Sunday, September 11, 2011

September days

By my book, it is now fall. Not because the rain was more than rain and less than snow last night as light drops made a dull thud on the hood of my jacket as I walked my evening chore routine in the dark. Not  because the garden is half harvested, or because winter coats, boots and hats have been dug out and now line the hallway. I feel safe pronouncing that it is now fall because as I look out at the hillside and the forest surrounding me, the colors are more gold and copper than green. The nights have consistently been in the low forties and high thirties. We are lucky if the days reach high sixties (in the sun). Moreover the air smells like fall. Fall smells like high bush cranberries, sharp, sour and sweet, combined with the pungent smell of decaying leaves and debris. I adore the scents of autumn.

There is so much yet to do, it is difficult to remain calm. I'm trying to stay focused and get at least something harvested and put away each day. This week is Avery's third birthday. So we'll be entertaining and enjoying ourselves more. Avery has requested hot dogs and strawberry cake for her birthday. When asked what she would like more than anything else, she replied: a broom. When prompted for her second choice, she asked for a dustpan. She doesn't know it yet, but she is getting a darling wood kitchen, which mama is perhaps too excited about - and a wood and straw broom of course.

This week blanching and freezing thyme, kale and celery are at the top of the list. I'll be simmering local crab apples into applesauce, shredding cabbage and starting sauerkraut and making one final batch of dill pickles with the last of the pickling cucumbers. I may get around to making tomato sauce with the tomatoes that are finally ripening now that they are in boxes indoors. What are you harvesting and making this week? What signals fall to you?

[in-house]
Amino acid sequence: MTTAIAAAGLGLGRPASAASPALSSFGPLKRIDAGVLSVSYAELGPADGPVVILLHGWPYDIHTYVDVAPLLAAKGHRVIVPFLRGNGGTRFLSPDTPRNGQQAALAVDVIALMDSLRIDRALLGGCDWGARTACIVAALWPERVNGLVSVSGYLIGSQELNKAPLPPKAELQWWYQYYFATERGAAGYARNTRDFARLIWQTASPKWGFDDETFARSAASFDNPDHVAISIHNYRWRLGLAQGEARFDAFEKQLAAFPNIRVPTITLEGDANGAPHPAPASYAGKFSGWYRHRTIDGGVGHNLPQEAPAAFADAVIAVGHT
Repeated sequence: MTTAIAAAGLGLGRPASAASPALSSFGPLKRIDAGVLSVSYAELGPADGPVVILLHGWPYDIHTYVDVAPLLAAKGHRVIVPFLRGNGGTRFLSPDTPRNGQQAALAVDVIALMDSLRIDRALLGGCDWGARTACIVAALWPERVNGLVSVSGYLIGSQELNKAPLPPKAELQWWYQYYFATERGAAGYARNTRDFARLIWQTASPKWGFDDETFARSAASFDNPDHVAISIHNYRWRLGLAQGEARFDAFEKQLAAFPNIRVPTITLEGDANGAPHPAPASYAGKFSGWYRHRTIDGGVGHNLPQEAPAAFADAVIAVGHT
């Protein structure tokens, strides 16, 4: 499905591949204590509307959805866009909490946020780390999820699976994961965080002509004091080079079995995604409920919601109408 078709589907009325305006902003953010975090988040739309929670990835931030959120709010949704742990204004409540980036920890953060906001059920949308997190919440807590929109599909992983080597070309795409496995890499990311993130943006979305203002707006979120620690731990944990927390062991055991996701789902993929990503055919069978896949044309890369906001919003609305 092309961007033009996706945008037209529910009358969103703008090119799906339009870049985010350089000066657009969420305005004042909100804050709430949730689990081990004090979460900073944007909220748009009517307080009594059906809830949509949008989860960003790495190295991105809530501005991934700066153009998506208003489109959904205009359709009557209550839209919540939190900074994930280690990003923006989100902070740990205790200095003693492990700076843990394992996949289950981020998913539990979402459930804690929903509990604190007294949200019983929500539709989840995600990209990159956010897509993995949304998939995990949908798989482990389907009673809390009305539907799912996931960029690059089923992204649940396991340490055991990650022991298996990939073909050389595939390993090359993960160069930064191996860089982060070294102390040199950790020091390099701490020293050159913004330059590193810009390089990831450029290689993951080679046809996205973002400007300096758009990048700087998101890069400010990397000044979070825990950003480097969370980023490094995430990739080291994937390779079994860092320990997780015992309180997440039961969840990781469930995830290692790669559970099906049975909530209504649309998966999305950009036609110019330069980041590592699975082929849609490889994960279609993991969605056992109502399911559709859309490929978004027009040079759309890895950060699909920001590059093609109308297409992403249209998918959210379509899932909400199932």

4 comments:

Anonymous said...

We are digging potatoes, canning zucchini, also some tomato sauce and drying herbs. We have had a hard freeze for 3 nights in a row now so as we clean out I'm trying to get ready for next spring! Our colors are at their peak and I also love it! - carol

Jewel said...

Hi Emily,
Hurray for the harvest time of year. We're picking cabbages today for making sauerkraut and kimchee, and have been picking blackberries, oregon grape, and the fall strawberries and raspberries. I'm freezing them all for making jam in a few weeks. We still have lots of kale, greens, and root crops. I'll wait to harvest many things in early October.

That is so cute about your daughter wanting a broom and dustpan for her birthday. I read it aloud to my youngest daughter who's 10, and we both thought that was sweet.

This summer has been our summer to get goats, we have 4 now with one more coming. One is a Lamancha, and we just love her, she gives almost a gallon a day of the most delicious milk. One is a nubian and 3 are nigerians. I've learned so much about goats reading your blog, thanks. It's nice to see your updates, Happy Fall!
Jewel

adalynfarm said...

Crunchy Alder leaves. And salmon in the river. Spider webs too. I come in from morning chores with a face full of spider webs.... Yuck.

Denise said...

Fall is crunchy sounds instead of swishing as I stride through the brush, hunting for elusive reds in our golden-colored forest, finishing up chores in the dark, and the fecund scent of bucks in rut - we have 5 of them. *phew!* How did THAT happen?!

We have harvested 200-300 pounds of potatoes and pulled up all our green beans last weekend. Carrots, beets, and onions still in the ground. Eyeing the chickens with a day of massive culling in mind - don't want to feed a bunch of freeloaders all winter!